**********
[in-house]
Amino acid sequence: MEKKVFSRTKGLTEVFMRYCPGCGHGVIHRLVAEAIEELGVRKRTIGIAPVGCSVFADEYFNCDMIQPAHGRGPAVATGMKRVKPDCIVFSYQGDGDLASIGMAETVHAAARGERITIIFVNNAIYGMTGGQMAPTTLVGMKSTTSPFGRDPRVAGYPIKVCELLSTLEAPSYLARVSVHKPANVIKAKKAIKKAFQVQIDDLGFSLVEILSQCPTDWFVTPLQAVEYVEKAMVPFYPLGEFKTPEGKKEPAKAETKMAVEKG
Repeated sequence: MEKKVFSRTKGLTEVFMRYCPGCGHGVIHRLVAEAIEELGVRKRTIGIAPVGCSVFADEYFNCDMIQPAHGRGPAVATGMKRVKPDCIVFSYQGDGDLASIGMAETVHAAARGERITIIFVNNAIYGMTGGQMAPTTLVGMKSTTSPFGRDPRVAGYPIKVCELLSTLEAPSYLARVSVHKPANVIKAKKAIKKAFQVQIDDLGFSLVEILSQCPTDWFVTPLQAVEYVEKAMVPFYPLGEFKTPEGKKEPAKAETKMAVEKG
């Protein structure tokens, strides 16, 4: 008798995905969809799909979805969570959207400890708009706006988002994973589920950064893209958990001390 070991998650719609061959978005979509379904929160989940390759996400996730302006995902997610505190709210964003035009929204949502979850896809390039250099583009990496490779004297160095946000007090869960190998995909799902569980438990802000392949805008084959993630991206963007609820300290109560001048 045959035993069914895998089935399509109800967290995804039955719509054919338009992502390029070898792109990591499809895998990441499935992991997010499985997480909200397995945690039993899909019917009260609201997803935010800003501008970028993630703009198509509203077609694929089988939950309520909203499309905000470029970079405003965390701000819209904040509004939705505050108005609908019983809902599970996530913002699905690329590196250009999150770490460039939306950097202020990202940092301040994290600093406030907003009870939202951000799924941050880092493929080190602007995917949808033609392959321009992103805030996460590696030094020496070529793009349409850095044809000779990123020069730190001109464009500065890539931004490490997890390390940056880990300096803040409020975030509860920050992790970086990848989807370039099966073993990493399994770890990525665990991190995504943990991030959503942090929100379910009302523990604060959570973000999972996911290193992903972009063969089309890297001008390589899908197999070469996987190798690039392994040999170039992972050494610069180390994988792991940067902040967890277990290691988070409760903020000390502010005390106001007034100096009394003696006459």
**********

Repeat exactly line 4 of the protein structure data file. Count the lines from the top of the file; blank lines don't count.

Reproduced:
């Protein structure tokens, strides 16, 4: 008798995905969809799909979805969570959207400890708009706006988002994973589920950064893209958990001390 070991998650719609061959978005979509379904929160989940390759996400996730302006995902997610505190709210964003035009929204949502979850896809390039250099583009990496490779004297160095946000007090869960190998995909799902569980438990802000392949805008084959993630991206963007609820300290109560001048 045959035993069914895998089935399509109800967290995804039955719509054919338009992502390029070898792109990591499809895998990441499935992991997010499985997480909200397995945690039993899909019917009260609201997803935010800003501008970028993630703009198509509203077609694929089988939950309520909203499309905000470029970079405003965390701000819209904040509004939705505050108005609908019983809902599970996530913002699905690329590196250009999150770490460039939306950097202020990202940092301040994290600093406030907003009870939202951000799924941050880092493929080190602007995917949808033609392959321009992103805030996460590696030094020496070529793009349409850095044809000779990123020069730190001109464009500065890539931004490490997890390390940056880990300096803040409020975030509860920050992790970086990848989807370039099966073993990493399994770890990525665990991190995504943990991030959503942090929100379910009302523990604060959570973000999972996911290193992903972009063969089309890297001008390589899908197999070469996987190798690039392994040999170039992972050494610069180390994988792991940067902040967890277990290691988070409760903020000390502010005390106001007034100096009394003696006459």